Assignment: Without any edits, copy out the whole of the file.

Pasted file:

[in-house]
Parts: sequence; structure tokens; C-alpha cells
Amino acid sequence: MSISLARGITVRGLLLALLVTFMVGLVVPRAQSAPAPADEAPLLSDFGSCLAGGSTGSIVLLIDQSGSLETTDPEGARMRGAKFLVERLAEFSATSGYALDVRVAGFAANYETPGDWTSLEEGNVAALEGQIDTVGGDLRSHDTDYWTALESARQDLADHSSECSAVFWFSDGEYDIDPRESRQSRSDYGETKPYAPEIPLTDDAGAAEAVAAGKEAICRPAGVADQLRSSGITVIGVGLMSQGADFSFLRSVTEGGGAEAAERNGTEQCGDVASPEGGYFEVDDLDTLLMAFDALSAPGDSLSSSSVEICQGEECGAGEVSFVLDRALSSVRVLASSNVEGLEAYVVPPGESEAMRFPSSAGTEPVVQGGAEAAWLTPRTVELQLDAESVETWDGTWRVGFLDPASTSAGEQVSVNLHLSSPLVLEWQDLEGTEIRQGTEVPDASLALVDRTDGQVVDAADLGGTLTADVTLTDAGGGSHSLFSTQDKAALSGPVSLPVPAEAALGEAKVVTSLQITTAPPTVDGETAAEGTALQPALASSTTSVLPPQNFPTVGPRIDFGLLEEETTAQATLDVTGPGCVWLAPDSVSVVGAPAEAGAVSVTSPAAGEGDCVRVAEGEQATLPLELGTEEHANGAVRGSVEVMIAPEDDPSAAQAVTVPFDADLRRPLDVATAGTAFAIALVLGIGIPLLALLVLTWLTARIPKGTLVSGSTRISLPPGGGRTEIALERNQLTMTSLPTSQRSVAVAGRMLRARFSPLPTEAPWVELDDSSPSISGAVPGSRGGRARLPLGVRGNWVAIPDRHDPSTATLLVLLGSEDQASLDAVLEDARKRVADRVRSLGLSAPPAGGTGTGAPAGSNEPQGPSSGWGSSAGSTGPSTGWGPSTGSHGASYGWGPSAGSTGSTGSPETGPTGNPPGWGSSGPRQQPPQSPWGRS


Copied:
[in-house]
Parts: sequence; structure tokens; C-alpha cells
Amino acid sequence: MSISLARGITVRGLLLALLVTFMVGLVVPRAQSAPAPADEAPLLSDFGSCLAGGSTGSIVLLIDQSGSLETTDPEGARMRGAKFLVERLAEFSATSGYALDVRVAGFAANYETPGDWTSLEEGNVAALEGQIDTVGGDLRSHDTDYWTALESARQDLADHSSECSAVFWFSDGEYDIDPRESRQSRSDYGETKPYAPEIPLTDDAGAAEAVAAGKEAICRPAGVADQLRSSGITVIGVGLMSQGADFSFLRSVTEGGGAEAAERNGTEQCGDVASPEGGYFEVDDLDTLLMAFDALSAPGDSLSSSSVEICQGEECGAGEVSFVLDRALSSVRVLASSNVEGLEAYVVPPGESEAMRFPSSAGTEPVVQGGAEAAWLTPRTVELQLDAESVETWDGTWRVGFLDPASTSAGEQVSVNLHLSSPLVLEWQDLEGTEIRQGTEVPDASLALVDRTDGQVVDAADLGGTLTADVTLTDAGGGSHSLFSTQDKAALSGPVSLPVPAEAALGEAKVVTSLQITTAPPTVDGETAAEGTALQPALASSTTSVLPPQNFPTVGPRIDFGLLEEETTAQATLDVTGPGCVWLAPDSVSVVGAPAEAGAVSVTSPAAGEGDCVRVAEGEQATLPLELGTEEHANGAVRGSVEVMIAPEDDPSAAQAVTVPFDADLRRPLDVATAGTAFAIALVLGIGIPLLALLVLTWLTARIPKGTLVSGSTRISLPPGGGRTEIALERNQLTMTSLPTSQRSVAVAGRMLRARFSPLPTEAPWVELDDSSPSISGAVPGSRGGRARLPLGVRGNWVAIPDRHDPSTATLLVLLGSEDQASLDAVLEDARKRVADRVRSLGLSAPPAGGTGTGAPAGSNEPQGPSSGWGSSAGSTGPSTGWGPSTGSHGASYGWGPSAGSTGSTGSPETGPTGNPPGWGSSGPRQQPPQSPWGRS